Now, down by us, the parking spots are metered from 9am till midnight, and you can only put in 2 hours' worth at a time, so on a night like tonight, when she got home early-ish (at 6:30pm), I had to go out at 8:30pm and 10:30pm. Of course, since I typically am up well past midnight on any given night, this isn't usually much of a problem (as long as I set alarms on my phone to remind me to get my butt out there). Another thing about the meters in Chicago is that they're no longer "parking meters" per se, but machines that generate printed receipts with bar codes that the meter readers scan through the windshield. As you can tell from the pic (click for a bigger image), I had to scrape away the snow so that the meter person could see that there WAS a receipt on the dash ... which was the third time that had to be cleaned off tonight - making me guess that we've had a good 2-4" so far. Don't get me started on the cost ... down by us 2 hours of street parking runs EIGHT BUCKS, so having her park the car at 6:30pm means that we're blowing through nearly $20 before midnight.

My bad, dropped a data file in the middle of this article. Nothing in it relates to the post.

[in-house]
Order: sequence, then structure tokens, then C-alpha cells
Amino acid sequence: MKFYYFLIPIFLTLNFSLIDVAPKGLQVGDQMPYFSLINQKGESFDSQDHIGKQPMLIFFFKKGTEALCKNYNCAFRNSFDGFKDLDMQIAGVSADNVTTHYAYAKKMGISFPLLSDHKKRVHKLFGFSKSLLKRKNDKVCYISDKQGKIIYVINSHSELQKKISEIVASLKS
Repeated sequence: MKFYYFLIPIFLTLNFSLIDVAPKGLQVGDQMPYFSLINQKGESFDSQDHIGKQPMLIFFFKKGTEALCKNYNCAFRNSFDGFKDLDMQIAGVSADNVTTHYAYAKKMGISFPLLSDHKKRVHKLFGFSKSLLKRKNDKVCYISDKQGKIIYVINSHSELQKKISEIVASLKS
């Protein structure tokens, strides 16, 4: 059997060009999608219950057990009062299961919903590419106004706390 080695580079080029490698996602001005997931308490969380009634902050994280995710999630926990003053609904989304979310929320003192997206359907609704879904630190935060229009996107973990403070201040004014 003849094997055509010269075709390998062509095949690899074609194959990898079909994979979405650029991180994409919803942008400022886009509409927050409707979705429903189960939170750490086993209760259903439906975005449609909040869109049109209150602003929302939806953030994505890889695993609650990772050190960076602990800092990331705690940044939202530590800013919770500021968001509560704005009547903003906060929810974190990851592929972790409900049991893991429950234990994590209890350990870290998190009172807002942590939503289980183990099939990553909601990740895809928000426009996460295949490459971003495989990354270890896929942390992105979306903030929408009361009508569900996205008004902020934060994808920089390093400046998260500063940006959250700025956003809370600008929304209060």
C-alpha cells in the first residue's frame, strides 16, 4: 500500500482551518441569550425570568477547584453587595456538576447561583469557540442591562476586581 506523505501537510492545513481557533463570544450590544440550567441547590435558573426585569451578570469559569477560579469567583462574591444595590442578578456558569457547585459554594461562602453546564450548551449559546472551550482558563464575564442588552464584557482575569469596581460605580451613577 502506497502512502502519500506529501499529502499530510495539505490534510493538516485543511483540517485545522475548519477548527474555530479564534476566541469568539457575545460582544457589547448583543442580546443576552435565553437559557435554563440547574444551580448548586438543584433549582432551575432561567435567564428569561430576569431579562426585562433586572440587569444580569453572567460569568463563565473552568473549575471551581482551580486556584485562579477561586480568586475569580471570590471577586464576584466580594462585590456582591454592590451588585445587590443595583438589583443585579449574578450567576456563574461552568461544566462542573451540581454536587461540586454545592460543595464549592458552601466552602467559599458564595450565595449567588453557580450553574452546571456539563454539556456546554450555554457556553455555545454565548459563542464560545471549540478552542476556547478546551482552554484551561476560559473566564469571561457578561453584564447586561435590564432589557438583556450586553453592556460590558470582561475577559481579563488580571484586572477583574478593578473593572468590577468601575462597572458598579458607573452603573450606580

And don't think that just because the weather's crappy they won't check for the receipts ... when I went out at 8:30pm, I did the meter, then ran down to the corner to 7-11 to get a $1.4 billion PowerBall ticket, and on my way back to the building I passed one of the meter readers. I do wonder how much effort they make to see if there IS a receipt on the dash ... as it was snowing enough that the windshield was covered pretty quickly ... and I wouldn't put it past them to figure it was too much hassle and just write a ticket because "there was no visible receipt" (or am I just being cynical?).
Speaking of that insanely high lottery prize ... I'm really rooting for it to scoot up enough over the next 22 hours so that the cash payout (currently at 868 million dollars) crosses that billion dollar line. Just because. The guy over at 7-11 said he was pretty sure that it would, given the typical ticket-buying patterns of them getting slammed in the hours leading up to the pick. Me, I'm playing my usual one quick-pick ... that keeps the "probability envelope" open with a non-zero chance of winning (or, in the optimistic view, having a number combination that, prior to the numbers getting picked, has no lower odds than the combination that eventually does gets picked). While it is terribly tempting to buy lots more tickets, once you have ONE (putting you in the "able to win" category) each additional $2 wagered only increases your odds of winning by 0.000000003423 (call it 1 in 300 million), which - in most people's view of numerical precision - is pretty much not at all ... making it pretty easy for me to convince myself to leave my wagering at the minimum bet!